three caskets—one red, one green, and one blue—and told her
she had no use for her, as she was fit for nothing; but she
should have a casket all the same for her wages, and could
choose which she liked best. Then the birds sang:



THE MAN’s DAUGHTER AND THE WOMAN’S DAUGHTER 57

“ Take not the green!
Take not the red!
But take the blue!
Which we have put
Three crosses on!”

She did not take any notice of what the birds sang, but took
the red one, which was the gaudiest. So she set out on her
way home, and got there without any trouble, for there was no
one in pursuit of her.

When she got home the mother was greatly rejoiced to see
her, and they went at once into the parlour and placed the
casket there, for they thought there was nothing but gold and
silver in it, and they believed that both the walls and the roof
would be covered with gold. But as soon as they opened the
casket there swarmed out of it vipers and toads, and when the
daughter opened her mouth it was just the same; vipers and
toads and all sorts of vermin fell out, till at last it was impos-
sible to live in the same house with her. And that was all she
got for serving the troll-wife!

‘“TAKE NOT THE GREEN!

TAKE NOT THE RED!
BUT TAKE THE BLUE!
WHICH WE HAVE PUT
THREE CROSSES ON!”



OS)

FY MERYENGSE



THE HARE WHO HAD BEEN
MARRIED

Once upon a time a hare was running and frisking about in a
cornfield.

“ Hurray! hurrah! hurray!” he shouted, as he jumped and
skipped along.

All of a sudden he turned a somersault, and found himself
standing on his hind legs in a new-sown cornfield.

Just then a fox came slinking by.

“Good day, good day to you!” said the hare. ‘TI feel so jolly
to-day, for I have been married, you must know!”

“That’s a good thing for you,” said the fox.

“Oh, I don’t know so much about that,” said the hare, “ for
she was rather a cross-grained creature, and she turned out a
regular scold of a wife, she did.”

“That was a bad thing for you,” said the fox.

“Oh, it wasn’t so bad,” said the hare, “for I got a lot of money
with her, and she had a house of her own besides.”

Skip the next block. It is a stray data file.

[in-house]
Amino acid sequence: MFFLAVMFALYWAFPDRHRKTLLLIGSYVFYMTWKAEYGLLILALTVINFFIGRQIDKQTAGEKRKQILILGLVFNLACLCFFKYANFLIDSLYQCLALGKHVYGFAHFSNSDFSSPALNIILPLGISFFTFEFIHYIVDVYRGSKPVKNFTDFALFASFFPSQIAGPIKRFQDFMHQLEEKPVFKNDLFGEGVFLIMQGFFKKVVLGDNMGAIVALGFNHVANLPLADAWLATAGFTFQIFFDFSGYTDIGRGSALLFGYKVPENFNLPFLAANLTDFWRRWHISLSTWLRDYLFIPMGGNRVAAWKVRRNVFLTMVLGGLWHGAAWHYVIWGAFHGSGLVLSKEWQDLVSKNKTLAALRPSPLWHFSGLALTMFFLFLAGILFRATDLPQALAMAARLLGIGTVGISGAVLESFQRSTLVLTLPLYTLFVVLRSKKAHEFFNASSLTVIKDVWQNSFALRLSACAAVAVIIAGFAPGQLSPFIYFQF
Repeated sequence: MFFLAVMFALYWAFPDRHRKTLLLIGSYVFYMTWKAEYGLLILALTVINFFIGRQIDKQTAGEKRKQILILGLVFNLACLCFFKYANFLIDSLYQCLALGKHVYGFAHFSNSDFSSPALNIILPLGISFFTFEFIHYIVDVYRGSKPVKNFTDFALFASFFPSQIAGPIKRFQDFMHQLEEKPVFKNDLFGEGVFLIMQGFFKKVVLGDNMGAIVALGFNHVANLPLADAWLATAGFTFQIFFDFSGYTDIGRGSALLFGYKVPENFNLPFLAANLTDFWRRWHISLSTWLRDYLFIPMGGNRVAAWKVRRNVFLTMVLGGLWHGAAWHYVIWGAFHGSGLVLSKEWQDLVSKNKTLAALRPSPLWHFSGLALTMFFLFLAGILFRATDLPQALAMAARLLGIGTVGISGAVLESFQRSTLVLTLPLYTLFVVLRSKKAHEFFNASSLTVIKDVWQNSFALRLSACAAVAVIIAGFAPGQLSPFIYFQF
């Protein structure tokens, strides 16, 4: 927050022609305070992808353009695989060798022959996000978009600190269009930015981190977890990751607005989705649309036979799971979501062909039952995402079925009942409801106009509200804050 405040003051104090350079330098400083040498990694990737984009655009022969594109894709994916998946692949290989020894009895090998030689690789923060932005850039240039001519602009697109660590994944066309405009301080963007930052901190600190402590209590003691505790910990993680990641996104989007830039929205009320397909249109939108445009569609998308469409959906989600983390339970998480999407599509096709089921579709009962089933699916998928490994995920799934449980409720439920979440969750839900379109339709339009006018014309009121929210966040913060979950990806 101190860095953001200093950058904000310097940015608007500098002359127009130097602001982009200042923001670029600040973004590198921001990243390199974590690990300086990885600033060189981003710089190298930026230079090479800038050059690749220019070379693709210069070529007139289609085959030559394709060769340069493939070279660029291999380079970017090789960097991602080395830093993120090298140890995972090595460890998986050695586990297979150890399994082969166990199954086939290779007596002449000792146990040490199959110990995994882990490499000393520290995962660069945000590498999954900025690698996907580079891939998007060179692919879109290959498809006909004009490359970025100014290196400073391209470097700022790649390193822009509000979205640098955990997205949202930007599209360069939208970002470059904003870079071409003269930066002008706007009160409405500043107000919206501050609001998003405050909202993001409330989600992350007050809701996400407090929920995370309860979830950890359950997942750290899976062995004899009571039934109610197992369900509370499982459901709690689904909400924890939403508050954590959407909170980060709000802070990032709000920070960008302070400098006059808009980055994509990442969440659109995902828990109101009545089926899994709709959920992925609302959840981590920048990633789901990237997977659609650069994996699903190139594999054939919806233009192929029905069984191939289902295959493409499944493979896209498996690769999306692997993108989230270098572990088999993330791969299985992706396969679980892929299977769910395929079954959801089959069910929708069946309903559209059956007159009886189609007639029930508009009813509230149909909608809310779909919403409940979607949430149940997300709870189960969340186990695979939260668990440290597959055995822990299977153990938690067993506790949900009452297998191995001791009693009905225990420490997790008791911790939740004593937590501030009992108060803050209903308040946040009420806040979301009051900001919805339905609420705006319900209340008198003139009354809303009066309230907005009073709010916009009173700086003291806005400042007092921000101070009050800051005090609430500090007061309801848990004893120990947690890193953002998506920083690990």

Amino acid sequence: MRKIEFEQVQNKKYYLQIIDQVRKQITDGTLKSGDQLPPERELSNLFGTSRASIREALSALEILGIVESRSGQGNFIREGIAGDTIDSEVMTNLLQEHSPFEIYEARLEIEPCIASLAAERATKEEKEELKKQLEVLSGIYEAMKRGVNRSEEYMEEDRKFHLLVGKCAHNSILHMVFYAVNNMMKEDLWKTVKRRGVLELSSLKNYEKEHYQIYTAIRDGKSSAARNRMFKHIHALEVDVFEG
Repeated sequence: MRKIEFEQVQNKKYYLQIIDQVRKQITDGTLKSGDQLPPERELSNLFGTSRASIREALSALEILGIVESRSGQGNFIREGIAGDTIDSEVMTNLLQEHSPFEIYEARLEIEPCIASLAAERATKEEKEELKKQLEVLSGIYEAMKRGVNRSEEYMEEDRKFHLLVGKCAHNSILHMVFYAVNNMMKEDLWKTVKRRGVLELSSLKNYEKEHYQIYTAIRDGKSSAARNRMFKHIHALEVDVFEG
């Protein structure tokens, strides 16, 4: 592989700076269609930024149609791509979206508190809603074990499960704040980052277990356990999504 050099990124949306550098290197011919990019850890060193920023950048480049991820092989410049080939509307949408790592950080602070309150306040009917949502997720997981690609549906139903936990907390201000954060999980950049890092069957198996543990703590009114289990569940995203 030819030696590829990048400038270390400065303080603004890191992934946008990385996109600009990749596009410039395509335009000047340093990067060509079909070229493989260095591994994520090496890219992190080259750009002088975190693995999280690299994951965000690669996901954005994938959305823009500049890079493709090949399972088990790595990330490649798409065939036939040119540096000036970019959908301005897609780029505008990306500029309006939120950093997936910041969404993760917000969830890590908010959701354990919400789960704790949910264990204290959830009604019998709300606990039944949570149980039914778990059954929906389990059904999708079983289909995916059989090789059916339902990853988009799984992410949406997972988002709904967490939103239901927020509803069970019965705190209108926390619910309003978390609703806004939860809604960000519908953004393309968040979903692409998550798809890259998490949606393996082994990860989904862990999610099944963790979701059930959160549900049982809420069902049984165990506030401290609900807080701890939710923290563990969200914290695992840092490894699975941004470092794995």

“That was a very good thing indeed,” said the fox.

“Qh, I don’t know so much about that,” said the hare, “ for
the house got burnt down, and everything we had along with it.”

“That was really too bad,” said the fox.

“Oh, not so very bad after all,” said the hare, “for that cross-
grained wife of mine was burnt as well.”






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‘'44URRAY | HURRAH! HURRAY!" SHOUTED THE HARE, AS HE JUMPED AND SKIPPED ALONG








THE SOUIRE Se BRIDE

Once upon atime there was a rich squire who owned a large
farm, and had plenty of silver at the bottom of his chest and
money in the bank besides; but he felt there was something
wanting, for he was a widower.

One day the daughter of a neighbouring farmer was working
for him in the hayfield. The squire saw her and liked her very
much, and as she was the child of poor parents he thought, if
he only hinted that he wanted her, she would be ready to marry
him at once.

So he told her he had been thinking of getting married again.



62 THE SQUIRE'S BRIDE

“Ay! one may think of many things,” said the girl, laughing
slyly. In her opinion the old fellow ought to be thinking of
something that behoved him better than getting married.

“Well, you see, I thought that you should be my wife!”

“No, thank you all the same,” said she, “that’s not at all
likely.”

The squire was not accustomed to be gainsaid, and the more
she refused him the more determined he was to get her.

But as he made no progress in her favour, he sent for her
father and told him that if he could arrange the matter with his
daughter he would forgive him the money he had lent him, and